Prevalence of HCV Infection in Adults with Congenital Heart Disease and Treatment with Direct Antiviral Agents
AbstractObjectives: Hepatitis C virus (HCV) infection affects >3% of the US population, which over time can lead to cirrhosis and hepatocellular carcinoma. The lack of a reliable screening method for HCV before 1992 resulted in a higher prevalence of the virus in adults with congenital heart disease who underwent corrective surgery that required blood transfusions. Direct-acting antiviral agents such as sofosbuvir/ledipasvir have significantly increased the efficacy of HCV therapy, although use of these medications in adults with congenital heart disease has not been described.
Methods: Ours was a retrospective study of 188 adults with congenital heart conditions who had cardiac surgery before 1992. These patients were screened for HCV using HCV antibody followed by HCV RNA if the screening test was positive.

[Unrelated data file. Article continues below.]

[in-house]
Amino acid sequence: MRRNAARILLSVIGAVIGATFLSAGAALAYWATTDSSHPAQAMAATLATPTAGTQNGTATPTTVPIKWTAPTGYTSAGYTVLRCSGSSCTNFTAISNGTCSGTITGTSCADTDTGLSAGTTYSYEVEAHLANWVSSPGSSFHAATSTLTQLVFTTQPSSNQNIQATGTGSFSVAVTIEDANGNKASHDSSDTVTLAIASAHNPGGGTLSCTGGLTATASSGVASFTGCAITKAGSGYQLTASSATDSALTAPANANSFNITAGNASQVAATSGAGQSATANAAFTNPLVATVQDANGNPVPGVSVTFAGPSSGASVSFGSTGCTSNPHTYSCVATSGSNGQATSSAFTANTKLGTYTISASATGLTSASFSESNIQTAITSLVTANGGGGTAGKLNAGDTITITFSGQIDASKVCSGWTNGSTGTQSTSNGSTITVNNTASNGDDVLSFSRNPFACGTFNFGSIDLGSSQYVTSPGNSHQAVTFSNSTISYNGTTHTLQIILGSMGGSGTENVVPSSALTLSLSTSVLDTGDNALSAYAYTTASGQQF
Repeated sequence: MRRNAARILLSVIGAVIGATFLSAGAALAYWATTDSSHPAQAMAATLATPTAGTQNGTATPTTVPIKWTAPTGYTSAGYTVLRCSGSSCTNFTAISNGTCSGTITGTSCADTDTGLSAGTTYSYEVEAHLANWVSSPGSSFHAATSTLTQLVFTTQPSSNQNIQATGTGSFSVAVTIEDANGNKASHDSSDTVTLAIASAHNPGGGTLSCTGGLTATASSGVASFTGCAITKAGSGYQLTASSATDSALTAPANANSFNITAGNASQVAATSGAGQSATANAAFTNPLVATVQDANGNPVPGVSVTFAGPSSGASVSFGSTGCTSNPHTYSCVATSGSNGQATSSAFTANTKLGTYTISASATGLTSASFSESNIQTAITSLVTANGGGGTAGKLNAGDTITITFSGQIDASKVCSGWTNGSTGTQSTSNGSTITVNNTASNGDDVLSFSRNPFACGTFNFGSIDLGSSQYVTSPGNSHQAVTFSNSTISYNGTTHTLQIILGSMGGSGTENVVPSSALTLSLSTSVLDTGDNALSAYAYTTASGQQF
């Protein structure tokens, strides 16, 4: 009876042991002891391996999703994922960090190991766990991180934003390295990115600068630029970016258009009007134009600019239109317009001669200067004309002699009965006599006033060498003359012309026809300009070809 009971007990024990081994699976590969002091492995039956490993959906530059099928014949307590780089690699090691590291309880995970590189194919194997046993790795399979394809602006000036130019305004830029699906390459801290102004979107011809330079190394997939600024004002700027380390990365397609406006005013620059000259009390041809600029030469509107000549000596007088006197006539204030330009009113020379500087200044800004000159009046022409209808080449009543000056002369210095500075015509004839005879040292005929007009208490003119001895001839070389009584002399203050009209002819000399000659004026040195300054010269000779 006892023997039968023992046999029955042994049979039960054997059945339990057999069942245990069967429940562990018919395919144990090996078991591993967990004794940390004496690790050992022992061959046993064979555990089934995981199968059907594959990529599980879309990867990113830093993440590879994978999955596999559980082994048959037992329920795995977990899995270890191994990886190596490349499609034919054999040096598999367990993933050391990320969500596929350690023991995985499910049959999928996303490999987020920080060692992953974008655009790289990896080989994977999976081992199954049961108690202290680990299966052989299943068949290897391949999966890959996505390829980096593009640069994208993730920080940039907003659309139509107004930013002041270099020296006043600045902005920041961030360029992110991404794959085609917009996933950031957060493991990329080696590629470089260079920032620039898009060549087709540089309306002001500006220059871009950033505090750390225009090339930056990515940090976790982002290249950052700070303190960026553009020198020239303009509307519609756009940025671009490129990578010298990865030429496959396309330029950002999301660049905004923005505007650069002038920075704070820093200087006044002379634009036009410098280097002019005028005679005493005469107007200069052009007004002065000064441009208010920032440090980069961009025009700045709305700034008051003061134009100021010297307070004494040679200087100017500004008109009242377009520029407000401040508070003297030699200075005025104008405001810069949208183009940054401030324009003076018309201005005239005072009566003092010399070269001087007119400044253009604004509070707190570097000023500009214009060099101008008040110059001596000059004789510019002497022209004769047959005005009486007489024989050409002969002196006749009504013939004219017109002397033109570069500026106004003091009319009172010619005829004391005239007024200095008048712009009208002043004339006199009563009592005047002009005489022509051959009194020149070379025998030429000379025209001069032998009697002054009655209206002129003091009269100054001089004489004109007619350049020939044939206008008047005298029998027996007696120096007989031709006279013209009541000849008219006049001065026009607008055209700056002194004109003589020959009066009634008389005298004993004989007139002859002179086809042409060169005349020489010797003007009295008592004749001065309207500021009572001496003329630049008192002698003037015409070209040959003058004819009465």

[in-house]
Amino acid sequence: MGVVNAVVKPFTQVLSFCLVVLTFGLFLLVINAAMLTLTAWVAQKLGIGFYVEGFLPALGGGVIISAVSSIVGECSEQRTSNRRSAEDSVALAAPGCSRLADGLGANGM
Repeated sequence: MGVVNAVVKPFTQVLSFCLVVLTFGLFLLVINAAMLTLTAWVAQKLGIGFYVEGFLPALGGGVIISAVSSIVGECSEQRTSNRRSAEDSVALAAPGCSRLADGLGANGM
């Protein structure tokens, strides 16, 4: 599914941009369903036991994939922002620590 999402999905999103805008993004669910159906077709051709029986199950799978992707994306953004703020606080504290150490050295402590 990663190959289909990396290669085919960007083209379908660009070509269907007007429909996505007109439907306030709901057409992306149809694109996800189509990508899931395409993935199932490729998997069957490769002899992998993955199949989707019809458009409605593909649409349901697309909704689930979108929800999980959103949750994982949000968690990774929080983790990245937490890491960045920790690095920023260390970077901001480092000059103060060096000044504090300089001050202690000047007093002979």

Results: Of the 188 adults, 116 (43% male patients, 24–70 years) were screened for the HCV antibody, demonstrating that 104 individuals were negative and 12 subjects were positive for the virus. Subsequently, further testing for the presence of HCV demonstrated 11 of 12 were infected, with an overall prevalence of 9.5%. Five individuals chose to be treated with sofosbuvir/ledipasvir and 5 of 5 have successfully cleared the virus and are considered cured.
Conclusions: Adults with congenital heart disease who underwent cardiac surgery before 1992 warrant being screened for HCV, and, if testing positive, may be considered for therapy using direct-acting antiviral agents with close monitoring for cardiac complications.
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